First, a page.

Active Fun by Hon. Ruth Dyson

I hear a lot of talk about older people being “given something to do” as if they don’t actually have a life to live and frankly it makes me really annoyed.  The reason that I get annoyed about this is because older New Zealanders are too often being put in a box which totally ignores their earlier lives.  They are treated as if they are children and they are not – they are grown adults and, even if they don’t have the same abilities as they may have had in previous years, they are still that person who had interests and talents, And it is in these areas that they can really have the “active fun” which is the topic of your discussion this week.

For the whole of their lives, people who are now “older” don’t suddenly lose their talent, interest or ability to do things.  They don’t need younger people, whether family or support staff, to suddenly dream up things they might be interested in and get them involved.  What they need is support to connect them with the sports, hobbies or interests that they have had and reconnect them with that activity.  This is particularly important for someone who has moved from their family home to a retirement village or rest home.

It is also really important for good health and wellbeing that older people are, in as much as possible, connected with people and organisations that they have been involved in previously. So if a person has played bowls for years and years at the local bowls club, has a stroke, goes into a retirement village or rest home, they may far prefer to go back to that club every week (or more often!!) to stay connected with their friends and former activity rather than starting games with a new group at their retirement village or rest home.

So the most important element of a genuinely active life is to remove the barriers between what an older person really enjoyed previously and what they can do now.  Often the barrier will be transport.  If an older person has moved, it might be really hard for them to get back to their venue or club.  So support them getting a ride!  And make sure that they can stay for as long or short as they wish.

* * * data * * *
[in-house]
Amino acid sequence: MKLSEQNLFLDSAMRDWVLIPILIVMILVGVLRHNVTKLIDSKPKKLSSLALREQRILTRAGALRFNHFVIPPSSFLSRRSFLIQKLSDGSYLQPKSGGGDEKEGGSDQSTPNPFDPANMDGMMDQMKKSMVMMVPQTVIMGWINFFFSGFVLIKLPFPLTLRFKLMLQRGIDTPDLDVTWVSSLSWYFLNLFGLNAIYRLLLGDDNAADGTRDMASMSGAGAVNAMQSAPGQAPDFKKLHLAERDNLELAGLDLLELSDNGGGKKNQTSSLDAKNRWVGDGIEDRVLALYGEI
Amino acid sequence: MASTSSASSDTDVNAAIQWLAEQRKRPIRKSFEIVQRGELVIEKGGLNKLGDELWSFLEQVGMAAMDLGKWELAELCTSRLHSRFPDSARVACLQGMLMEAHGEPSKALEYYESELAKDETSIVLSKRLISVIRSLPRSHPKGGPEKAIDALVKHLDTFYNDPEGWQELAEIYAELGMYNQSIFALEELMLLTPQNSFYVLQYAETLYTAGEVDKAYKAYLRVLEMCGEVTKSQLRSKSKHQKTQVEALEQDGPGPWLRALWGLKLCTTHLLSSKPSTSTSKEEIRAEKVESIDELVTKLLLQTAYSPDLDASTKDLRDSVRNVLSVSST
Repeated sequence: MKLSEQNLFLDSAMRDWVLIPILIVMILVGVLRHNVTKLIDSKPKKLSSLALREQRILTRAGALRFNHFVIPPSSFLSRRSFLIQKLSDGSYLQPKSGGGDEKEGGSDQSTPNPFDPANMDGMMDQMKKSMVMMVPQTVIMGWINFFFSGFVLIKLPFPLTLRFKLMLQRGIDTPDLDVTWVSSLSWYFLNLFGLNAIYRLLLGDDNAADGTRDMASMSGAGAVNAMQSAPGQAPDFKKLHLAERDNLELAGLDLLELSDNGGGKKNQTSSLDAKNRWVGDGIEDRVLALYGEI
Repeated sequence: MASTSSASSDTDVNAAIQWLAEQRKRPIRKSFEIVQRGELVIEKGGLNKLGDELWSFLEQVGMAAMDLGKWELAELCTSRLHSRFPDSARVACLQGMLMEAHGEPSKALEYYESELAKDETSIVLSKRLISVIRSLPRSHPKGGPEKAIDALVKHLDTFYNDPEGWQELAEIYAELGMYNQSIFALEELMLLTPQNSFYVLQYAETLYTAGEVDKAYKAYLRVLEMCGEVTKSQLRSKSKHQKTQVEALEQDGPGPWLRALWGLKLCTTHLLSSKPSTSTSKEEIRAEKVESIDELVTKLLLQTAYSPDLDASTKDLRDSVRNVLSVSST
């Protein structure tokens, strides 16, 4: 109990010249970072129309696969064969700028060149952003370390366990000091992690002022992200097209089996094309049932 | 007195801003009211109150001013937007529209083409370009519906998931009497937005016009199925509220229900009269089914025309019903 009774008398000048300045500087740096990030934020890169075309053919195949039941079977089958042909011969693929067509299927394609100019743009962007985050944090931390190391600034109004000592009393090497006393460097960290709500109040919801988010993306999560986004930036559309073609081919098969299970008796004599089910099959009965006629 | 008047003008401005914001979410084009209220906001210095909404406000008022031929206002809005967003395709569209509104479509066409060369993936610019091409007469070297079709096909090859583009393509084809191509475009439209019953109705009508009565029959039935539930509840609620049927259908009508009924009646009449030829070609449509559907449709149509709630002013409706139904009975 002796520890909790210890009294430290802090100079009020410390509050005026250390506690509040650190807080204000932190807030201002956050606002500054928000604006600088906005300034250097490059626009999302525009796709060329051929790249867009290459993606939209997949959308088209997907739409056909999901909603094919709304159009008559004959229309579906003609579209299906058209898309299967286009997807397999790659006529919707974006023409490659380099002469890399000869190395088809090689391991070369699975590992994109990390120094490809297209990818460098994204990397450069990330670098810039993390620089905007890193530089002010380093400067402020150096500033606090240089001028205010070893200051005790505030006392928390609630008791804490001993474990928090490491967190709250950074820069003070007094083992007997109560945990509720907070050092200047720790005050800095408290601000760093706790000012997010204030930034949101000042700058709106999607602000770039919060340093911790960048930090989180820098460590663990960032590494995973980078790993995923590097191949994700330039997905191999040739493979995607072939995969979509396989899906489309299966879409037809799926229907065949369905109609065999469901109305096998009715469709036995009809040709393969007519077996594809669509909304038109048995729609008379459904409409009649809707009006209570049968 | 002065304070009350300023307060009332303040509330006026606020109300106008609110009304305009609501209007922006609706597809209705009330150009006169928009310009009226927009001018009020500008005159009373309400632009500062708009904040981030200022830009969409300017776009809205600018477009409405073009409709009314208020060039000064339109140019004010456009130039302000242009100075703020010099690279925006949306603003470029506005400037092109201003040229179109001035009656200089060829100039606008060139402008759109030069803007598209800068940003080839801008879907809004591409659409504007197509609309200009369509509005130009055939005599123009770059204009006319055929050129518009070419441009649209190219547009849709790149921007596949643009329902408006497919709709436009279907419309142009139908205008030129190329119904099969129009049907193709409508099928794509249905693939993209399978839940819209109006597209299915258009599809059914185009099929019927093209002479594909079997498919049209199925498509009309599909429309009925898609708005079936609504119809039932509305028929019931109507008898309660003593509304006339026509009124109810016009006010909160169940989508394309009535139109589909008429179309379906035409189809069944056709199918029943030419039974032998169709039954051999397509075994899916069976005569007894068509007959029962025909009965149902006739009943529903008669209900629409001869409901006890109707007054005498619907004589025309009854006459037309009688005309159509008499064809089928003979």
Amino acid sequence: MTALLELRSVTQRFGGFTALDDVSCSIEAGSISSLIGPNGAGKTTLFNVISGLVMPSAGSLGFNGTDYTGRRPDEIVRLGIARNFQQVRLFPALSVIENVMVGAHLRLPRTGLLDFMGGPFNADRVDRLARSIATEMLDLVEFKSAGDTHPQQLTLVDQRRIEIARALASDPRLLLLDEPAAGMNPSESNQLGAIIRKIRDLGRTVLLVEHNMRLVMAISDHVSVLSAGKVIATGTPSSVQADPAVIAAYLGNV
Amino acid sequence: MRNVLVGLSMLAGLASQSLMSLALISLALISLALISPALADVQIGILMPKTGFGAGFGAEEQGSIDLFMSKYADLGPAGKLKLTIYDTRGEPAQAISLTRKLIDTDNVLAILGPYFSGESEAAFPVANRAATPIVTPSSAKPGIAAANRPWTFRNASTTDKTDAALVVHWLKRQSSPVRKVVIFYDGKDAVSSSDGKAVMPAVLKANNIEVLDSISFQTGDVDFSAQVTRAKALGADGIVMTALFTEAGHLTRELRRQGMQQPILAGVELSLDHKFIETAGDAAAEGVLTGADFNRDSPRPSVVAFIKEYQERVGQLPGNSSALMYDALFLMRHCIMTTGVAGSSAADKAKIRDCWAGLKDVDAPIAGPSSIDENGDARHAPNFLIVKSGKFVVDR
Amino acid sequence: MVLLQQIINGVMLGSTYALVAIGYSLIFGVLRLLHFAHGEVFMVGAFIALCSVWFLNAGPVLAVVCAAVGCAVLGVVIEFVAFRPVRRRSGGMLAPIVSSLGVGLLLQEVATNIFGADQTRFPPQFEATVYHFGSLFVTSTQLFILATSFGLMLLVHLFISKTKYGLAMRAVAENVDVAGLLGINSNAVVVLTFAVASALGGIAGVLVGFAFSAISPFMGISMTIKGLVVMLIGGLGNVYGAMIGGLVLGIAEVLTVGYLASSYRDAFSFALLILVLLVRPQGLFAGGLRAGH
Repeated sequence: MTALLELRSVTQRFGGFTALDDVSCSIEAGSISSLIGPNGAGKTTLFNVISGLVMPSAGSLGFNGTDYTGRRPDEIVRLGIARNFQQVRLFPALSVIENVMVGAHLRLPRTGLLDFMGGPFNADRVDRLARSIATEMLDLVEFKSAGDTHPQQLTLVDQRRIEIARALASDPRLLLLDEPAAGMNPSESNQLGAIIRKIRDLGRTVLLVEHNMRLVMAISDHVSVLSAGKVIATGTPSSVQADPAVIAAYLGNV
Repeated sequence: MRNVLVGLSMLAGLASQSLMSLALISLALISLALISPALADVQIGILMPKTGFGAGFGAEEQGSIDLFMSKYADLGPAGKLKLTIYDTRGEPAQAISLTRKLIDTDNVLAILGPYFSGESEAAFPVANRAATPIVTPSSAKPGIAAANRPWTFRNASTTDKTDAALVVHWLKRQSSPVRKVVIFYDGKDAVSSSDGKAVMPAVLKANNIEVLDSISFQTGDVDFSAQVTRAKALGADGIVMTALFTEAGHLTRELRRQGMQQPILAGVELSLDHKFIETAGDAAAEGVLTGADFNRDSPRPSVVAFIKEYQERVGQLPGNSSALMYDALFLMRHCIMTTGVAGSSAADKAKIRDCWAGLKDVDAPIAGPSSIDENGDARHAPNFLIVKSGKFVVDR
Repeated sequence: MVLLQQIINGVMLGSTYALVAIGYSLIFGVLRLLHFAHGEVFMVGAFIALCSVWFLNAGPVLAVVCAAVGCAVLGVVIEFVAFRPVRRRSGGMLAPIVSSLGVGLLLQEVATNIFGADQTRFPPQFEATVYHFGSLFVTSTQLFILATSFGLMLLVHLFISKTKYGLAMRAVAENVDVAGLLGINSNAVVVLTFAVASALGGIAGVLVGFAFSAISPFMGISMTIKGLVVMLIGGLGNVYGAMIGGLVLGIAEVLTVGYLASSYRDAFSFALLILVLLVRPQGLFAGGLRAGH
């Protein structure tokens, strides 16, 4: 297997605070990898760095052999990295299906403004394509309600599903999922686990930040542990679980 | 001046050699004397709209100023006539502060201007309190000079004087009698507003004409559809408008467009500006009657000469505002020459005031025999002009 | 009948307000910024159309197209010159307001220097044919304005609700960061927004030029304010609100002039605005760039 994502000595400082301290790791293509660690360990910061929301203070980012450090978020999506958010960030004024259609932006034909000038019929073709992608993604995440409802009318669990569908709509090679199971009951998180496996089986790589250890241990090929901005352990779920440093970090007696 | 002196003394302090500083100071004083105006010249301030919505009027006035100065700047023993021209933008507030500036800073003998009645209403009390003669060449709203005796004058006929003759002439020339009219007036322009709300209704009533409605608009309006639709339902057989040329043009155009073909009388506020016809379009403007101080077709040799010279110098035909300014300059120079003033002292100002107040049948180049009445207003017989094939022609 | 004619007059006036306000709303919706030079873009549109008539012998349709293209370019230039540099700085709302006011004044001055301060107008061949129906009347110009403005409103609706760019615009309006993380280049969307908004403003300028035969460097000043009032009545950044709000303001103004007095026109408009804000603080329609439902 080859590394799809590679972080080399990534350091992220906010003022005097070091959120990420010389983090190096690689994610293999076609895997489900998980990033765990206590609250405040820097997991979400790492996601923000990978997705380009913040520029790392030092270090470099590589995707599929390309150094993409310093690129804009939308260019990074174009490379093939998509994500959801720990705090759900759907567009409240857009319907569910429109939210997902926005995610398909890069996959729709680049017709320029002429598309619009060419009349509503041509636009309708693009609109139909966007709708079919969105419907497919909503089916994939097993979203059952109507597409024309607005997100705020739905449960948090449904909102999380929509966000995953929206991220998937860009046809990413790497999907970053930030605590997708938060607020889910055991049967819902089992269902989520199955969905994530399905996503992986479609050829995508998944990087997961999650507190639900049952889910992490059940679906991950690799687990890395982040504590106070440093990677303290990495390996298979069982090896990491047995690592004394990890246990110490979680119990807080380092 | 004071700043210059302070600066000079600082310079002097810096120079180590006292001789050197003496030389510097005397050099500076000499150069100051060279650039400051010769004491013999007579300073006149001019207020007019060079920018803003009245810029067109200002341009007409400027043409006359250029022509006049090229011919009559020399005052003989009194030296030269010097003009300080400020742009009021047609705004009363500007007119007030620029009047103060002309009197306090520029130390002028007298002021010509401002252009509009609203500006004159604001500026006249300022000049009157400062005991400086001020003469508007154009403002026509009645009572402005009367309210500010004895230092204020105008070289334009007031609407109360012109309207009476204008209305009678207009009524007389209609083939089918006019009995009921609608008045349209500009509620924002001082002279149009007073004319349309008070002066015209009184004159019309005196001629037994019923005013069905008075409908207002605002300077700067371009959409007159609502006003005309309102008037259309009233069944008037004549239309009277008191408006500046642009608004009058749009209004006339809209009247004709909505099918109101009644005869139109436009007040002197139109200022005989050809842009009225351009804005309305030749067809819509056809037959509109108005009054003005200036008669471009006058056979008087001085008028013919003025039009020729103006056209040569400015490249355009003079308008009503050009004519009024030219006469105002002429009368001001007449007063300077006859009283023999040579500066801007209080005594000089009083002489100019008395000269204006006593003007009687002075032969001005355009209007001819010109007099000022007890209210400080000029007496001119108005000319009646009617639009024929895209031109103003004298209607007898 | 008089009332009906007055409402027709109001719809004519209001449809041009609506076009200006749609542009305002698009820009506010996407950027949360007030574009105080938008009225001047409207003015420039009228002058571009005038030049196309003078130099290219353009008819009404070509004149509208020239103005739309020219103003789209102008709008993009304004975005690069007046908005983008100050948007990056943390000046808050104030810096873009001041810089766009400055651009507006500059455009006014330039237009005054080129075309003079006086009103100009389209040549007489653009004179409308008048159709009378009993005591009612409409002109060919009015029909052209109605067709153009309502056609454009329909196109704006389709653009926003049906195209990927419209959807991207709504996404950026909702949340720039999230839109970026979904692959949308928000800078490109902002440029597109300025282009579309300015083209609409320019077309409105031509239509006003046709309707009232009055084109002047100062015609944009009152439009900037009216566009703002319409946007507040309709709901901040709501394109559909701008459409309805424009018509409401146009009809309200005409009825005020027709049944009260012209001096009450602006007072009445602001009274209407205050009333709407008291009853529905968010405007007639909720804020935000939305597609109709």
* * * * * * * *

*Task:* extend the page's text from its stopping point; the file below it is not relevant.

Transport to and from functions, sporting and hobby activities is often the barrier between participation and loneliness.  It is often not funded by government support which I think is a funding decision which is short sighted.

Central government support should be aimed at what really makes a difference to the  quality of life of older New Zealanders .
it is not up to others to decide what will be fun. Our role as family, friends or central government, should be to see how we can remove the barriers between am older person and”active fun” and then fill that gap.

If we are serious about ensuring that older New Zealanders have a high quality of life, then we must ensure that active support is not a programme delivered to people a couple of days per  week, but a systemic programme of support to ensure that older New Zealanders  can continue to participate in their communities in the activities that they enjoy.

About Hon.Ruth Dyson

Hon.Ruth Dyson
Hon Ruth Dyson MP for Port Hills Spokesperson for Senior Citizens Ruth Dyson is the Labour Member of Parliament for the Port Hills Electorate.